Some Special Plants

Of the hundreds of native plants at the Bushland Garden, we give you a selection of some we think are particularly special – and suitable for gardens.

South Esk PineCallitris oblonga ssp oblonga

There is much to like about this attractive small pine, which has become something of a signature plant at the Bushland Garden. The subspecies is endemic to Tasmania, being found only in the valleys of some East Coast rivers (South Esk, St Pauls, Apsley, Swan), where it typically grows along river banks, and a small occurrence in the Cataract Gorge at Launceston. The limited, and shrinking, distribution means it is ‘Endangered’ and Vulnerable’, so that growing in gardens and other places is helping to preserve it. We have many good specimens at the Bushland Garden, all derived from Pulchella Nursery.

It has a compact growth habit, with very dense branches, unlike its more open relative the Oyster Bay Pine (Callitris rhomboidea). It grows to a maximum height of about 5 m, and width of 2 m, making it an ideal plant for gardens. The dense foliage is soft to the touch, and often has an attractive bluish-green colour – similar to, but nicer than, the American blue spruce, in my opinion. If planted in a reasonably damp spot, or with good deep soil, the foliage comes right to the ground, to form a pleasing conical shape. In drier situations, there may be some bare stems showing beneath the foliage. It works well in containers, and makes an excellent Christmas tree.

Two young South Esk Pines 

A South Esk Pine beside an Oyster Bay Pine 

Matted Bushpea - Pultenaea pedunculata

This is a charming prostrate groundcover plant which spreads to a metre or so across and likes to trail over rocks and walls. It forms a dense mat of soft fine foliage and has a mass of bright yellow-orange pea flowers in Spring and Summer. It is at home in dry areas, thrives in full sun, and prefers well-drained soil. It is probably our most successful groundcover.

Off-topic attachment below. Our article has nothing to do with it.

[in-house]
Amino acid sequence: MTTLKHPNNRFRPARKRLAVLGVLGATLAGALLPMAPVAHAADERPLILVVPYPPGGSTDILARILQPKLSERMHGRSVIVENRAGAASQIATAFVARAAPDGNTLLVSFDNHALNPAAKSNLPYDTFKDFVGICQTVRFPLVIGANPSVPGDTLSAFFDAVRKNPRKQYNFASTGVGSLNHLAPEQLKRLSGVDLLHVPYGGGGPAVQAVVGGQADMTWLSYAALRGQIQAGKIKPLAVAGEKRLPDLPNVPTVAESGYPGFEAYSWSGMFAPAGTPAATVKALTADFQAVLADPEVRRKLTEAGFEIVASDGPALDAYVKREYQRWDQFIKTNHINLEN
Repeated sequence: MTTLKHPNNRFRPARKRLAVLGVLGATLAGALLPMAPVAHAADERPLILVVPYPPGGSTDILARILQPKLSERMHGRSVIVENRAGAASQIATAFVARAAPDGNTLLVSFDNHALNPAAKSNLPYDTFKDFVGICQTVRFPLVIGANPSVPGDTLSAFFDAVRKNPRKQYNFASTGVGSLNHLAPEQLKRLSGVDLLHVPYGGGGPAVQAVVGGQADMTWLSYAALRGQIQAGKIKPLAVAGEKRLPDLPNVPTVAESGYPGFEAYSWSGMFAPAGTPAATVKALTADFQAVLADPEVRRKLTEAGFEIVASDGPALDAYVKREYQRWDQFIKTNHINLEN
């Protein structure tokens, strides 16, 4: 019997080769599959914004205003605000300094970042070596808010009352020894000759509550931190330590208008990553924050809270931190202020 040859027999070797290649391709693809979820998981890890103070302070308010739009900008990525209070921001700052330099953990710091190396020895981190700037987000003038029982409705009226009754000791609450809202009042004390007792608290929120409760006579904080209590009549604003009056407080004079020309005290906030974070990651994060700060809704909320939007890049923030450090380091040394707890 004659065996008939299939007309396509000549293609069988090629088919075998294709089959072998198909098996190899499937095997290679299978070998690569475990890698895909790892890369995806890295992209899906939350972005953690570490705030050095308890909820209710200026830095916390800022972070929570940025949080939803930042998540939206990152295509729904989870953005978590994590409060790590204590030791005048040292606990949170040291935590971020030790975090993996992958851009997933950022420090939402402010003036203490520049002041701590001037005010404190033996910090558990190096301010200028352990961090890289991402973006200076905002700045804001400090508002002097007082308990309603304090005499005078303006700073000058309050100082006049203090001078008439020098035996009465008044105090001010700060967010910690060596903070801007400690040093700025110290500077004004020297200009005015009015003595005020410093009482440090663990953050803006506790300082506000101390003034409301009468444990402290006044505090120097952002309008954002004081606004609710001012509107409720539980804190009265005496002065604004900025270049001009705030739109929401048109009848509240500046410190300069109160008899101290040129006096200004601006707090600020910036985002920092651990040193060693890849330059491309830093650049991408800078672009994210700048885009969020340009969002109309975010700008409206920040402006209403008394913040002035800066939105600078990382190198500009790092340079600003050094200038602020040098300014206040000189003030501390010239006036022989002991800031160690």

Pultenaea pedunculata trails over low rock walls at the Memorial Garden.

Detail of flowers. 

Stinky Boronia Boronia anemonifolia

Despite the name, this is a delightfully aromatic and free-flowering boronia, typical of the sandstone and granite country of the East Coast. It is easy to grow, favouring sandy to well-drained soils, with dappled shade or full sun if the roots are well mulched. The flowers have pink buds, opening to four white or pink petals. Stems are notably glandular and sticky. The smell comes easily from brushing against the foliage. 

Boronia anemonifolia in full flower – note glandular stems. 

Boronia anemonifolia growing over native pigface (Carpobrotus rossii). 

Southern Grevillea - Grevillea australis

The only naturally occurring grevillea in Tasmania, this creamy-white -flowering species has a number of forms and is a reliable hardy garden plant attractive to birds. The bigger forms can grow up to 3 m high and 3 m across, but there are smaller and even prostrate forms. The leaf form varies from spiky to elliptical, and there are many similarities to hakeas. It is widespread from coastal to alpine habitats, and is easy to grow. It likes full sun and well-drained soil.
Grevillea australis – Tasmania’s very own grevillea 

Close up of grevillea flowers 

Dusty DaisybushOlearia phlogopappa

Of the many daisy bushes, this one with the funny name is one of the best for the garden. It flowers profusely for us in and around the quarry at TBG, and lights up the area in early summer. The flowers, which can almost completely cover the bush, are generally white, with a yellowish centre, but blue and pink varieties are also known and available. Bushes can grow up to 2 m high and 1 m across. It’s easy to grow, in a sunny well-drained position.


Olearia phlogopappa in full flower near the quarry pond, above a flowering Pultenaea pedunculata, some curling everlasting (Coronidium scorpioides), and a superb sculpture by Jaffa Rascal. 

Olearia phlogopappa detail 

Yellow DogwoodPomaderris elliptica

This handsome shrub or small tree is very garden-friendly. It has attractive glossy green leaves and abundant yellow flowers in terminal clusters which light up the garden in spring. It grows to 3-5 m high and 2-3 m wide. It is reliable and hardy, and prefers a dampish well-drained site with dappled shade.

There are several other Pomaderris species which are also excellent garden plants. P. pilifera (Hairy Dogwood), P. phylicifolia (Narrowleaf Dogwood), P. oraria (Bassian Dogwood), and P. elachophylla (Small-leaf Dogwood) are all recommended.

Three Pomaderris elliptica bushes at the Granite Bed, with some flowering hakeas.